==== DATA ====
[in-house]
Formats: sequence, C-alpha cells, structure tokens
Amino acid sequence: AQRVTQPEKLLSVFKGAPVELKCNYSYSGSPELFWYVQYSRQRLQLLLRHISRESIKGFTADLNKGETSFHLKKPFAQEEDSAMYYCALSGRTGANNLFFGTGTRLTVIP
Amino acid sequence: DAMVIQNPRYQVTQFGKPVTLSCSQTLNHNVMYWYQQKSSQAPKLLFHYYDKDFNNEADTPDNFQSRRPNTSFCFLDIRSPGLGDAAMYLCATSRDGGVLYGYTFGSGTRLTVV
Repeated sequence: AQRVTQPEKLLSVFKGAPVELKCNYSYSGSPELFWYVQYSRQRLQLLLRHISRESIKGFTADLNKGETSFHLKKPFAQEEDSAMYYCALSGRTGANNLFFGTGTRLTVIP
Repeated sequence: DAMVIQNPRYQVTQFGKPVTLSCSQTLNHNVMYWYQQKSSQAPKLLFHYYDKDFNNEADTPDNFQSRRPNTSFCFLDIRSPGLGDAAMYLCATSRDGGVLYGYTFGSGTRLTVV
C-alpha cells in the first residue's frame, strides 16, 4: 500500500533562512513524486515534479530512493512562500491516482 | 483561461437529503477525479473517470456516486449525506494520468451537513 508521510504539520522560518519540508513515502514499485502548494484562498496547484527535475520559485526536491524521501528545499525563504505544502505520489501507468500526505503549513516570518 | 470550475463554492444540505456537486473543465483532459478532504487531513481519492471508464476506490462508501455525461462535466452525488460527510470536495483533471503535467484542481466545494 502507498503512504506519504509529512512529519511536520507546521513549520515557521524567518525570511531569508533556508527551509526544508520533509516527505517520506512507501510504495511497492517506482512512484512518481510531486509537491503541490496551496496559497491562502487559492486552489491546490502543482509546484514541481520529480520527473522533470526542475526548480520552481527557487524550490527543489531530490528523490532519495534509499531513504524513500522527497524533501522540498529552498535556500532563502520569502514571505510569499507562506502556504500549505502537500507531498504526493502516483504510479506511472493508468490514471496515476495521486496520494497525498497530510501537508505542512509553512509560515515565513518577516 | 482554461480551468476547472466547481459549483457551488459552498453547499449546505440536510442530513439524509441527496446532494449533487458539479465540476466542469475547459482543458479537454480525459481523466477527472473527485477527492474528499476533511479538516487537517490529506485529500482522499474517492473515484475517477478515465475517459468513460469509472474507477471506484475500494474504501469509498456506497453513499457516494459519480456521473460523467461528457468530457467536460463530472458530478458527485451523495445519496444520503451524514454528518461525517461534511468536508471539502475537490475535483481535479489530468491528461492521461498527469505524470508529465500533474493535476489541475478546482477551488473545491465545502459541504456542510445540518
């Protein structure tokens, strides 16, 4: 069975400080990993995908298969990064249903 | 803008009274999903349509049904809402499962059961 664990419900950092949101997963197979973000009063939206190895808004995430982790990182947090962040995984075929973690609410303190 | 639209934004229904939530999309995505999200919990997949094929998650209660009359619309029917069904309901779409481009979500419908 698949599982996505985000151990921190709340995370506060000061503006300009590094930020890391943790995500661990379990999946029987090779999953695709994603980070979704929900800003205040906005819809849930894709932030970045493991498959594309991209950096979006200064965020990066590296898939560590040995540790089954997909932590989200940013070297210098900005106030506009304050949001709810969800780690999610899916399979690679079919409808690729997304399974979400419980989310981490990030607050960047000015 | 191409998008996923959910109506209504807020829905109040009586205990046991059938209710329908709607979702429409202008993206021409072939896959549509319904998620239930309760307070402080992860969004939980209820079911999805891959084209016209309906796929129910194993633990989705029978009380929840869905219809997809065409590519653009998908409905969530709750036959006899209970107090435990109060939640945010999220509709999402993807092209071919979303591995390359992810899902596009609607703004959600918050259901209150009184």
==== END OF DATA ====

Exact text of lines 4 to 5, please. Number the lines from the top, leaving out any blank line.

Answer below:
Amino acid sequence: DAMVIQNPRYQVTQFGKPVTLSCSQTLNHNVMYWYQQKSSQAPKLLFHYYDKDFNNEADTPDNFQSRRPNTSFCFLDIRSPGLGDAAMYLCATSRDGGVLYGYTFGSGTRLTVV
Repeated sequence: AQRVTQPEKLLSVFKGAPVELKCNYSYSGSPELFWYVQYSRQRLQLLLRHISRESIKGFTADLNKGETSFHLKKPFAQEEDSAMYYCALSGRTGANNLFFGTGTRLTVIP